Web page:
Enlarge / Joe Rogan on July 9, 2021, in Las Vegas, NV.

Long before the pandemic took the lives of more than 5.6 million people and created a lucrative market for COVID grifts, misinformation, and snake oil, there was Goop.

The aspirational lifestyle brand and its lustrous “contextual commerce” products are helmed by actor Gwyneth Paltrow, who has used her fame, wealth, and enviable genetics to peddle all manner of wellness pseudoscience and quackery. With the manipulative mantra of “empowering” women to seize control of their health and destinies, Paltrow’s Goop has touted extremely questionable—if not downright dangerous—products. Perhaps the most notorious is the jade egg, a $66 egg-shaped rock Goop advised women to shove up their vaginas while claiming it could treat medical conditions, “detox” lady bits, and invigorate mystical life forces (of course).

But let’s not forget the $135 “Implant O’Rama” enema device intended to squirt scalding coffee into your colon, the $90 luxury vitamins that almost certainly do nothing, or the $85 “medicine bag” of small, polished rocks that Goop suggests have magical wellness properties. Then there was the bee-sting therapy—no, not therapy for bee stings but therapy imparted from bee stings. Paltrow personally endorsed the practice, which was blamed for the death of a 55-year-old Spanish woman in 2018.

And, of course, Goop embraces the long-standing hokum known as homeopathy, which essentially claims ritualized dilutions of poisons can cure disease and anthropomorphic water molecules can remember how to heal you. (A startling number of homeopathic products are for sale in the US, including baby teething tablets and gels linked to the deaths of 10 infants and poisonings of 400 others.)

Lucrative business

Since Goop’s pre-pandemic heyday of generating startling headlines with brazen balderdash, the company has toned down some of its marketing, added disclaimers to products and endorsements, settled lawsuits, and paid out six-figure penalties for making false health claims. But in case you’re concerned that any of this hurt Goop’s bottom line or had Paltrow reconsidering her business, don’t worry. As of late last year, Goop was valued at more than $430 million. The Goop website is still happy to tell you that your liver and kidneys don’t work and you need to “detox.”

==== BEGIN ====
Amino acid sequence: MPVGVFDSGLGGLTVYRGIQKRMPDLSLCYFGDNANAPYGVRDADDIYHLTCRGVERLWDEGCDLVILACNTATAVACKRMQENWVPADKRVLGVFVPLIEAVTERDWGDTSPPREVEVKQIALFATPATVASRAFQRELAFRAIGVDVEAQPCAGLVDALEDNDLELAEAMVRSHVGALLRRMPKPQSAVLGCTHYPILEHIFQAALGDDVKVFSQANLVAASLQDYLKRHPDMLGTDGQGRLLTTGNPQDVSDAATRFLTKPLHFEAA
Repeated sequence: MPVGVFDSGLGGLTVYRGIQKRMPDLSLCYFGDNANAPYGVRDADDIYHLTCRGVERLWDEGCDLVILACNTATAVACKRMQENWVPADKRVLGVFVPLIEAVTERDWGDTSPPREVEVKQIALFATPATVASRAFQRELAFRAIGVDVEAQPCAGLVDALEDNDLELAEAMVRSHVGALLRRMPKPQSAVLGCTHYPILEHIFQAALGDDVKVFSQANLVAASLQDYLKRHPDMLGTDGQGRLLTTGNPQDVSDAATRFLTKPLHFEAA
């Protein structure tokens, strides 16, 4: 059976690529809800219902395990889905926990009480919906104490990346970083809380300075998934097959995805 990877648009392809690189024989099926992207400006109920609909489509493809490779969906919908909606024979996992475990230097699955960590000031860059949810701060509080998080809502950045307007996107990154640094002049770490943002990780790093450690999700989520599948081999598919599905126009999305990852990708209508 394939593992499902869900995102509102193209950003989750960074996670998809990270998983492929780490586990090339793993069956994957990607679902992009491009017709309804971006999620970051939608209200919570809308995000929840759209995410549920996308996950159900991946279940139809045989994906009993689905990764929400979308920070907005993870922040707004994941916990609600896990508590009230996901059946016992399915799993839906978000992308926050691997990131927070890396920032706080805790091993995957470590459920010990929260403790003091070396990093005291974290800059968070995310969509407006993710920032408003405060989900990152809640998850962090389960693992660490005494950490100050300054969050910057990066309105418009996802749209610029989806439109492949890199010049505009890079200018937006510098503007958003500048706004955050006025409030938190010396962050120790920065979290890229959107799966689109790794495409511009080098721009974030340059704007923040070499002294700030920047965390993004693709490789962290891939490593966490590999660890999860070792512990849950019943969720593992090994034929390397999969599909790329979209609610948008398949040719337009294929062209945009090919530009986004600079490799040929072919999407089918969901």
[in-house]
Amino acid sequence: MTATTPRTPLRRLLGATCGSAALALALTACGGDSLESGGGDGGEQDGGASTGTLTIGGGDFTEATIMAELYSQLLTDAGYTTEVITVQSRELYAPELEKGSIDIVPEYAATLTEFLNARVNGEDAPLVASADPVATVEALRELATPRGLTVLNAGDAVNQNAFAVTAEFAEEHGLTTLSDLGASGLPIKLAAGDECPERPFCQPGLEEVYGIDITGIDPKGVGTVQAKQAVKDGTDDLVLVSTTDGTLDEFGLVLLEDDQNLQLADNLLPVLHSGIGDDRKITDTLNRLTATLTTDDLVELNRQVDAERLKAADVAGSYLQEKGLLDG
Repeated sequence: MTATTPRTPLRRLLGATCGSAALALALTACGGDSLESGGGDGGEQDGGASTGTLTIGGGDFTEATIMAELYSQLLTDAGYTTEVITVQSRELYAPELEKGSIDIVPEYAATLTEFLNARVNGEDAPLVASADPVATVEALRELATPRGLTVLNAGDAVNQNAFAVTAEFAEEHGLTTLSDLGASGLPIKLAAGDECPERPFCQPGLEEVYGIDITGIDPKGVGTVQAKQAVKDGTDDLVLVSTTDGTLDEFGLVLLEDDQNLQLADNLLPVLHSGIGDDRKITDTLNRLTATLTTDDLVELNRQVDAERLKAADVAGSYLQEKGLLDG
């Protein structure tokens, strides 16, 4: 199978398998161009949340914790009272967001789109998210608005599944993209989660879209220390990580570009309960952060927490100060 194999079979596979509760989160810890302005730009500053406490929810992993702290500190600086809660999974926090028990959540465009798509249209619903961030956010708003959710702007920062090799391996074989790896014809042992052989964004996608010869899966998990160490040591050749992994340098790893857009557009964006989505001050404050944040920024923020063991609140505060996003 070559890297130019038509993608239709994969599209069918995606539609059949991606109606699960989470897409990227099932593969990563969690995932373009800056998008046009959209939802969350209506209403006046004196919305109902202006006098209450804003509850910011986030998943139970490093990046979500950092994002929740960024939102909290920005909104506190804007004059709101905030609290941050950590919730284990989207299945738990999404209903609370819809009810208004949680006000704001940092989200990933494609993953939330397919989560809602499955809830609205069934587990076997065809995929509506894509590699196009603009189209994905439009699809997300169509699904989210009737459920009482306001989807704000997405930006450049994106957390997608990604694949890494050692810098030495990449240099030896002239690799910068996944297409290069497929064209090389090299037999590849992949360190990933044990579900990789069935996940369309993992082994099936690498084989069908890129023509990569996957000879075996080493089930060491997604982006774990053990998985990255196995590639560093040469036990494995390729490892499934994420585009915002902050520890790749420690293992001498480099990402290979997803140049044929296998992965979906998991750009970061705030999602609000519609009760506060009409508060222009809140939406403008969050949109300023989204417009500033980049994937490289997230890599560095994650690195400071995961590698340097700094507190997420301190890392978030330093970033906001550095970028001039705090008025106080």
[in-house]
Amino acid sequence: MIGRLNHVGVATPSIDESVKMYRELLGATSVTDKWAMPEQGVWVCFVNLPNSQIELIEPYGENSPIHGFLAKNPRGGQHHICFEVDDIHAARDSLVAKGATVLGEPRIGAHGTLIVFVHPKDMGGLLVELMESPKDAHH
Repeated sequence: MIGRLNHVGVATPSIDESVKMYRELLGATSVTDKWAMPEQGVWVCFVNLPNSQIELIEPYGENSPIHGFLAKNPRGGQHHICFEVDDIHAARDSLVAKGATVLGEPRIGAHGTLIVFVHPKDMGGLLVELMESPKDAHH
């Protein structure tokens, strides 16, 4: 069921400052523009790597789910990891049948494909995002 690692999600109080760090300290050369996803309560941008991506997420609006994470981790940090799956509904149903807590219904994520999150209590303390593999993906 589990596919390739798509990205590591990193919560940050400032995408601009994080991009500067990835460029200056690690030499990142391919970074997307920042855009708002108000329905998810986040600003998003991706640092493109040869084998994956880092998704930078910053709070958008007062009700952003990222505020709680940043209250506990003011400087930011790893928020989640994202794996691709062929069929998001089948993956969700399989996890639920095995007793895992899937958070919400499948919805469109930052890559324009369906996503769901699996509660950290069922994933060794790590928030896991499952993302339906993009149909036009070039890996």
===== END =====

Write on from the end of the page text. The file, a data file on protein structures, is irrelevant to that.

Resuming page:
Alas, Goop’s success is yet another example of how hawking misinformation, pseudoscience, and nostrum to the disaffected is extremely lucrative. Though, to be fair, most peddlers of nonsense don’t have anything close to Paltrow’s glamorous flare. In fact, as Goop responded to backlash from health experts in 2017, we all got to witness the Oscar winner-turned-CEO’s deft defense of her chic bottles of snake oil. It was truly a master class of elite-level quackery—one that clearly reverberates today.

Paltrow’s 2017 defense of Goop sprung to my mind as I read the transcript of Joe Rogan’s recent nonapology for hosting, elevating, and endorsing an endless stream of harmful misinformation about COVID-19 on his $100 million podcast. Among other things, he has promoted unproven and potentially dangerous treatments, spread falsehoods and misinformation about vaccines, and downplayed the risks of the virus, which—again—has killed more than 5.6 million people worldwide and counting.

I won’t spend time debunking all of Rogan’s bunkum. Plenty of outlets have done that work—see here, here, here, here, here, here, here, here, here, etc. The fact that his podcast is rife with misinformation and falsehoods is not in question. Last month, hundreds of doctors and public health experts called out Spotify in an open letter for allowing Rogan to continue spewing “false and societally harmful assertions” about the pandemic. The misinformation is why he gave his nonapology in the first place.

Instead, I’ll focus on his defense of platforming misinformation because, just like Paltrow’s defense of Goop, Rogan’s rationalizations are a modern, skillful take on a classic snake oil sales pitch. In fact, if you plucked sentences from each without attribution, you’d have a killer quackery-themed Mad Libs, as well as a challenging guessing game of “who said it best?”



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